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Saint Louis University Joins the National Academy of Medicine in Commitment to Countering the Opioid Epidemic

by Maggie Rotermund on 05/09/2019
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Saint Louis University joins the National Academy of Medicine (NAM) and more than 100 other organizations to declare a commitment to reversing national trends in opioid misuse and overdose. The announcement was made at a meeting of NAM's Action Collaborative on Countering the U.S. Opioid Epidemic.

Schwitalla Hall

The 100-plus partner groups include community organizations, hospital and medical systems, academia, nonprofits and health professional societies. The full list of organizations is available at

SLU is establishing a Center for Substance Use Disorders and Pain Management, which will support and advance excellence in education, research, clinical care, community engagement, public policy and health equity, says Fred Rottnek, M.D., professor of family and community medicine.

“The Center exemplifies the mission of a Catholic Jesuit research institution of higher education with a flagship university medical practice,” said Rottnek. “The center includes research, education, practice and service. This requires us to confront stigma and institutional racism and health inequities and to promote the health of individuals, families and communities.”

“SLU is a perfect set-up for addiction medicine because we have people working in each of those areas that we can say, ‘Okay, how do we keep building upon this expertise to find out how to help people thrive?’” Rottnek said.

The Center for Substance Use Disorders and Pain Management team includes Rottnek; Jennifer Bello Kottenstette, M.D., assistant professor of family and community medicine; Liz Chiarello, Ph.D., assistant professor of sociology; David Pole, Ph.D., assistant professor of family and community medicine and director of the Center for Interprofessional Education and Research; Daniela Salvemini, Ph.D., professor of pharmacology and physiology and director of the Henry and Amelia Nesrallah Center for Neuroscience; Jeffrey Scherrer, Ph.D., professor and research director of family and community medicine; and Jaye Shyken, M.D., associate professor of obstetrics, gynecology and women’s health and medical director of the WISH Center.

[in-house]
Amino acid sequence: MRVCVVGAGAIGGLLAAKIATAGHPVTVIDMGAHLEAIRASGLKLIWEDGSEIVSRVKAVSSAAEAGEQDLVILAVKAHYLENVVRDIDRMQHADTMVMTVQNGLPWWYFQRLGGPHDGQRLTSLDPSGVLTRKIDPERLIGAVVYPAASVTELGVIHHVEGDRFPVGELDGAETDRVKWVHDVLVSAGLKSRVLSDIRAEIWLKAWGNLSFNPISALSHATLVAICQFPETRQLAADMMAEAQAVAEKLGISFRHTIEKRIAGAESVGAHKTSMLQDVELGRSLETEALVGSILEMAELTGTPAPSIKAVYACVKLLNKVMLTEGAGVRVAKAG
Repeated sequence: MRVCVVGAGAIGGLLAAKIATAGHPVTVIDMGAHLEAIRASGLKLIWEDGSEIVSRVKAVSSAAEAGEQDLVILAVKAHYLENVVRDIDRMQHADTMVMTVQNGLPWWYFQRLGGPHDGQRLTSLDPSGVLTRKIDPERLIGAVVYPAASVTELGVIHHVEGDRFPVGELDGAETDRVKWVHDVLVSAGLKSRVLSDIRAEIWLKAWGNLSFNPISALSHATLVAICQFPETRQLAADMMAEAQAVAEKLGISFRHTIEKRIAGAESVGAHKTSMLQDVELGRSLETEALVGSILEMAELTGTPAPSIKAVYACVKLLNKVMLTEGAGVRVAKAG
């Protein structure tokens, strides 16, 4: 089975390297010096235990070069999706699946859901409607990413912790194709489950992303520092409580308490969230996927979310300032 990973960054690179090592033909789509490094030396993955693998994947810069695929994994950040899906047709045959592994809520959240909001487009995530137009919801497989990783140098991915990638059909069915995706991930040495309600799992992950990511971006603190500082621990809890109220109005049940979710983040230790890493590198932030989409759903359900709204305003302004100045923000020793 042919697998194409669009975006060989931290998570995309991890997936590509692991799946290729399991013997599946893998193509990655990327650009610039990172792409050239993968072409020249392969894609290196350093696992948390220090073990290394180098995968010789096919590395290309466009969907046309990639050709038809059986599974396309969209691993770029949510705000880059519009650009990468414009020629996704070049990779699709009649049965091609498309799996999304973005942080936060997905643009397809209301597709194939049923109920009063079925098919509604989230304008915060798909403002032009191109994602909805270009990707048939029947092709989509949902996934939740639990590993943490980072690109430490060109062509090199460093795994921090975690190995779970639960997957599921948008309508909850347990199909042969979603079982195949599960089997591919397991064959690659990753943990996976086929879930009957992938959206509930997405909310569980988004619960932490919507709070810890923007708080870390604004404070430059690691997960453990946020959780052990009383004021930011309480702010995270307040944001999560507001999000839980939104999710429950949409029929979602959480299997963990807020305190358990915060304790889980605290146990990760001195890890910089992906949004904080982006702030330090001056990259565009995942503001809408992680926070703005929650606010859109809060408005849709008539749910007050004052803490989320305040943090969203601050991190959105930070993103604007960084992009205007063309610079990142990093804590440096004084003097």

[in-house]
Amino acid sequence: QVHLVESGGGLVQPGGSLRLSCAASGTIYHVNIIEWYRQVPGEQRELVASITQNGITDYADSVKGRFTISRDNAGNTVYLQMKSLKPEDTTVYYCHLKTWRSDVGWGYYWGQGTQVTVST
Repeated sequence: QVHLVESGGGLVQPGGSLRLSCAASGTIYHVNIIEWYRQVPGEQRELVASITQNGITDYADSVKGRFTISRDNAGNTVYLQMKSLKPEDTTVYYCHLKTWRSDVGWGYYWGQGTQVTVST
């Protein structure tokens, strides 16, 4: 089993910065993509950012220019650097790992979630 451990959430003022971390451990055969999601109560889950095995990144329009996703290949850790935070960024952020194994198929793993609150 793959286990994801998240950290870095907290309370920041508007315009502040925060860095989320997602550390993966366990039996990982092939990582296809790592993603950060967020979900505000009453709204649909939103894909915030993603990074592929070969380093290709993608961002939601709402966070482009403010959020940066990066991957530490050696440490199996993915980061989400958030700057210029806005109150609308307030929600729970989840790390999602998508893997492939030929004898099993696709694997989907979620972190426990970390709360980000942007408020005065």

The number of opioid-related deaths — from both prescription opioids and illegal drugs including heroin, fentanyl and carfentanil — has quadrupled in the last 20 years.  At present, the opioid epidemic claims 130 lives every day. 

“The opioid epidemic is one of the most devastating public health crises of the modern era, impacting individuals, families, and communities across the nation,” said National Academy of Medicine President Victor J. Dzau.

“The complexity of this crisis requires sustained commitment from all stakeholders: health systems, federal and state governments, community organizations, provider groups, payers, industry, nonprofits, and academia. Reversing the opioid epidemic requires a multi-sectoral response — no organization, agency, or sector can solve this problem on their own.”

To provide an opportunity for organizations to discuss and share plans of action, the NAM recently called for and has collected statements describing current work and future goals to counter the opioid epidemic in the areas of health professional education and training; opioid prescribing guidelines and evidence standards; prevention, treatment, and recovery; and research, data, and metrics.

Founded in 2018 in collaboration with the Aspen Institute, the Action Collaborative on Countering the U.S. Opioid Epidemic is a public-private partnership committed to developing, curating and disseminating multi-sector solutions designed to reduce opioid misuse and improve outcomes for individuals, families, and communities affected by the opioid crisis.

The National Academy of Medicine, established in 1970 as the Institute of Medicine, is an independent organization of eminent professionals from diverse fields including health and medicine; the natural, social, and behavioral sciences; and beyond.  It serves alongside the National Academy of Sciences and the National Academy of Engineering as an advisor to the nation and the international community. Through its domestic and global initiatives, the NAM works to address critical issues in health, medicine, and related policy and inspire positive action across sectors.  The NAM collaborates closely with its peer academies and other divisions within the National Academies of Sciences, Engineering, and Medicine

Established in 1836, Saint Louis University School of Medicine has the distinction of awarding the first medical degree west of the Mississippi River. The school educates physicians and biomedical scientists, conducts medical research, and provides health care on a local, national and international level. Research at the school seeks new cures and treatments in five key areas: cancer, liver disease, heart/lung disease, aging and brain disease, and infectious diseases.